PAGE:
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lukesmith123

The correct way to get the Direct3D Device

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Previously I had been overloading functions in my classes for example, SetDevice(LPDIRECT3DDEVICE9 dev) to pass the Direct3D Device to the class.

Is this a bad way of getting access to the class?

Would a better method be to create a singleton of a rendermanager that is passed the Direct3D device and has a static function get() so that classes can just call RenderManager.Get().Device when they need access to the device?

Would this be a more correct method?

thanks,

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Previously I had been overloading functions in my classes for example, SetDevice(LPDIRECT3DDEVICE9 dev) to pass the Direct3D Device to the class.
Can you post some example code of what you mean?
Why do these classes need access to the D3D device anyway?
Would a better method be to create a singleton of a rendermanager[/quote]No!

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LPDIRECT3DDEVICE9 device;

void StaticMesh::SetDevice(LPDIRECT3DDEVICE9 dev)
{

device = dev;

}



This is what I had been doing to pass the device to a class that needed it.

A class that needs access to it is for example, StaticMesh class that needs access to the the D3D device when calling the function D3DXLoadMeshFromX(). Or the game class needing to set the renderstate.

I am passing in the address of the device however I read someones code that worked in the same way and he had a comment above it saying that this was a bad way of doing things.

I thought the rendermanager singleton route was fairly common?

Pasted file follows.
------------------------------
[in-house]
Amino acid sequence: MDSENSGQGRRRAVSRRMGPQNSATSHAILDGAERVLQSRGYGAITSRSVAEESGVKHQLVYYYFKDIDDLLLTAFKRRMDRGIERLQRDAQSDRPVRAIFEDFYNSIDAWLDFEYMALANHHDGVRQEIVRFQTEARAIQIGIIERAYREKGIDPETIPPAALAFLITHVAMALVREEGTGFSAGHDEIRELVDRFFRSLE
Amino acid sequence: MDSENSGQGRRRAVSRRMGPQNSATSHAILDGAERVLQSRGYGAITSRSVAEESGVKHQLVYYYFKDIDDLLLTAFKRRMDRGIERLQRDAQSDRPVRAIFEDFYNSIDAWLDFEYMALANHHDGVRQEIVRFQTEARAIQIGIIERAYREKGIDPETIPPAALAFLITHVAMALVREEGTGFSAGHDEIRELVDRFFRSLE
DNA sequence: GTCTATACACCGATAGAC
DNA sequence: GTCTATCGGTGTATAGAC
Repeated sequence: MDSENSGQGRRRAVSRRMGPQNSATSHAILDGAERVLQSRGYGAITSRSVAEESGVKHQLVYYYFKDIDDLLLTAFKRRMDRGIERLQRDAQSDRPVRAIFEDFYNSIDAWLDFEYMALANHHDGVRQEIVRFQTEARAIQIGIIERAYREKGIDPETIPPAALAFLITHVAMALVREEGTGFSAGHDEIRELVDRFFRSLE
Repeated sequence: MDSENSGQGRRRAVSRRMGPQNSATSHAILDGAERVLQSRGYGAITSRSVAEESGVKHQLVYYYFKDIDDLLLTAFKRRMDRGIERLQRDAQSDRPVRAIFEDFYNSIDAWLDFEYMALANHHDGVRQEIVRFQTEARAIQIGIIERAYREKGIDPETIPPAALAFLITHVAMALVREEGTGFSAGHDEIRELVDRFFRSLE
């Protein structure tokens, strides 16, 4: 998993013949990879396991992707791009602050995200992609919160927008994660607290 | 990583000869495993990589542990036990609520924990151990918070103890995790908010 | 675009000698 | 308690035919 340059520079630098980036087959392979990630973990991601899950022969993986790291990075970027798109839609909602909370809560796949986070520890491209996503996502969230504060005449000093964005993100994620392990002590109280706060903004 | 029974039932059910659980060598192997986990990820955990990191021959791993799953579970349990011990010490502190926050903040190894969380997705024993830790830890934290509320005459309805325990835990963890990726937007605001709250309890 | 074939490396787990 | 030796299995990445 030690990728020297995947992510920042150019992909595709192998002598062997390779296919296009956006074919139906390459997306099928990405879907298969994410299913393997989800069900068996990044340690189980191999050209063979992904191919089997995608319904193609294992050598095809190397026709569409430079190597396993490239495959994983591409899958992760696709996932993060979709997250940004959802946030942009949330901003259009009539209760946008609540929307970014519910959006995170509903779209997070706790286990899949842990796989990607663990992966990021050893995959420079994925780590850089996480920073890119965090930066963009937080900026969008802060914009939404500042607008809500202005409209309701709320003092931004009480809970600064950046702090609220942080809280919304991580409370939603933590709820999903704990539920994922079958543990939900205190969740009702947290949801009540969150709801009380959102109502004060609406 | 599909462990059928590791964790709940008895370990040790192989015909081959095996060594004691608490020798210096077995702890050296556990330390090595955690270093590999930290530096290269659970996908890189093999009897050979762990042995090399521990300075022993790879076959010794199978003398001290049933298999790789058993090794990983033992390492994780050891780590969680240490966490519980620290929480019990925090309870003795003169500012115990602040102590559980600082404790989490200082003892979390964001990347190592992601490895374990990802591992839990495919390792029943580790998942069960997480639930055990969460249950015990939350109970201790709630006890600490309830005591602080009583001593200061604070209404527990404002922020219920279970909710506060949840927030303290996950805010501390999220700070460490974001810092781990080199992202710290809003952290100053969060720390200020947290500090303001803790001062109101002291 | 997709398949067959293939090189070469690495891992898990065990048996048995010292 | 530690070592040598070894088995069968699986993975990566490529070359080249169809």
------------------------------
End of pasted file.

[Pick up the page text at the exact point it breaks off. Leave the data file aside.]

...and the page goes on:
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This is what I had been doing to pass the device to a class that needed it.

A class that needs access to it is for example, StaticMesh class that needs access to the the D3D device when calling the function D3DXLoadMeshFromX(). Or the game class needing to set the renderstate.

I am passing in the address of the device however I read someones code that worked in the same way and he had a comment above it saying that this was a bad way of doing things.

What would happen if you didn't call setDevice? Does it make sense for an instance of StaticMesh to exist without reference to a D3D device?

I'm anticipating that StaticMesh has a dependency on the device right from the off. Generally all dependencies should be provided to an object via its constructor rather than through setter methods.

I thought the rendermanager singleton route was fairly common?[/quote]
Unfortunately it is, but don't confuse it being common with it being good practice.

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Yeah because StaticMesh for example needs to call D3DX functions which require the device as input.

I didnt do this in the constructor because I didnt want to create the objects dynamically because I was worried about fragmentation and things like that.

Is it acceptable to have a setter method in this case or should all the objects be created dynamically?

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A class that needs access to it is for example, StaticMesh class that needs access to the the D3D device when calling the function D3DXLoadMeshFromX(). Or the game class needing to set the renderstate.
I would try to redesign things so that less classes need the device in the first place. If lots of different parts of your game need the device, then your rendering code is spaghetti spread through the entire code base. You should try to collect all that spaghetti and put it into a renderer class.